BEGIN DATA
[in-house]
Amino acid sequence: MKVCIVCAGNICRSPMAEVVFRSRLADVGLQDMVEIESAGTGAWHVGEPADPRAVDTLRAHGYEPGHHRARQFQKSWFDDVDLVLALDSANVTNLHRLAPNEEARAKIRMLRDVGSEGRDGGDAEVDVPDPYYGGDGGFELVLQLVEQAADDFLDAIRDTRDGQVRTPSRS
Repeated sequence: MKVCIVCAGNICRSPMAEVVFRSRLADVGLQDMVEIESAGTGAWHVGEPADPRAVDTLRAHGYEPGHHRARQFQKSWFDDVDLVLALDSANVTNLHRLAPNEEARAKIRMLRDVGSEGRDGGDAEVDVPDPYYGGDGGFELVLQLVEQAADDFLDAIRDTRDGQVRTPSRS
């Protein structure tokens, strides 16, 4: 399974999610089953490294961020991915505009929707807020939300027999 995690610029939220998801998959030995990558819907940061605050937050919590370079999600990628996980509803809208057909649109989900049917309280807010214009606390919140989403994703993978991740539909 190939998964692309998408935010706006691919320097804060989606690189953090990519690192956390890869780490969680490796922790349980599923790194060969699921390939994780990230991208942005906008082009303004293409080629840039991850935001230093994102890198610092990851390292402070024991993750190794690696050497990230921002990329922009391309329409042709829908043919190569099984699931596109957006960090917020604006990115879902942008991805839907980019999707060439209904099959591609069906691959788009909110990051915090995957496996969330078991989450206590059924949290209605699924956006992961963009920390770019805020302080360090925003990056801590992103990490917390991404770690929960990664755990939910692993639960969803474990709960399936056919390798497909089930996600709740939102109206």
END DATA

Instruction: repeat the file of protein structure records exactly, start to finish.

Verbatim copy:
[in-house]
Amino acid sequence: MKVCIVCAGNICRSPMAEVVFRSRLADVGLQDMVEIESAGTGAWHVGEPADPRAVDTLRAHGYEPGHHRARQFQKSWFDDVDLVLALDSANVTNLHRLAPNEEARAKIRMLRDVGSEGRDGGDAEVDVPDPYYGGDGGFELVLQLVEQAADDFLDAIRDTRDGQVRTPSRS
Repeated sequence: MKVCIVCAGNICRSPMAEVVFRSRLADVGLQDMVEIESAGTGAWHVGEPADPRAVDTLRAHGYEPGHHRARQFQKSWFDDVDLVLALDSANVTNLHRLAPNEEARAKIRMLRDVGSEGRDGGDAEVDVPDPYYGGDGGFELVLQLVEQAADDFLDAIRDTRDGQVRTPSRS
């Protein structure tokens, strides 16, 4: 399974999610089953490294961020991915505009929707807020939300027999 995690610029939220998801998959030995990558819907940061605050937050919590370079999600990628996980509803809208057909649109989900049917309280807010214009606390919140989403994703993978991740539909 190939998964692309998408935010706006691919320097804060989606690189953090990519690192956390890869780490969680490796922790349980599923790194060969699921390939994780990230991208942005906008082009303004293409080629840039991850935001230093994102890198610092990851390292402070024991993750190794690696050497990230921002990329922009391309329409042709829908043919190569099984699931596109957006960090917020604006990115879902942008991805839907980019999707060439209904099959591609069906691959788009909110990051915090995957496996969330078991989450206590059924949290209605699924956006992961963009920390770019805020302080360090925003990056801590992103990490917390991404770690929960990664755990939910692993639960969803474990709960399936056919390798497909089930996600709740939102109206």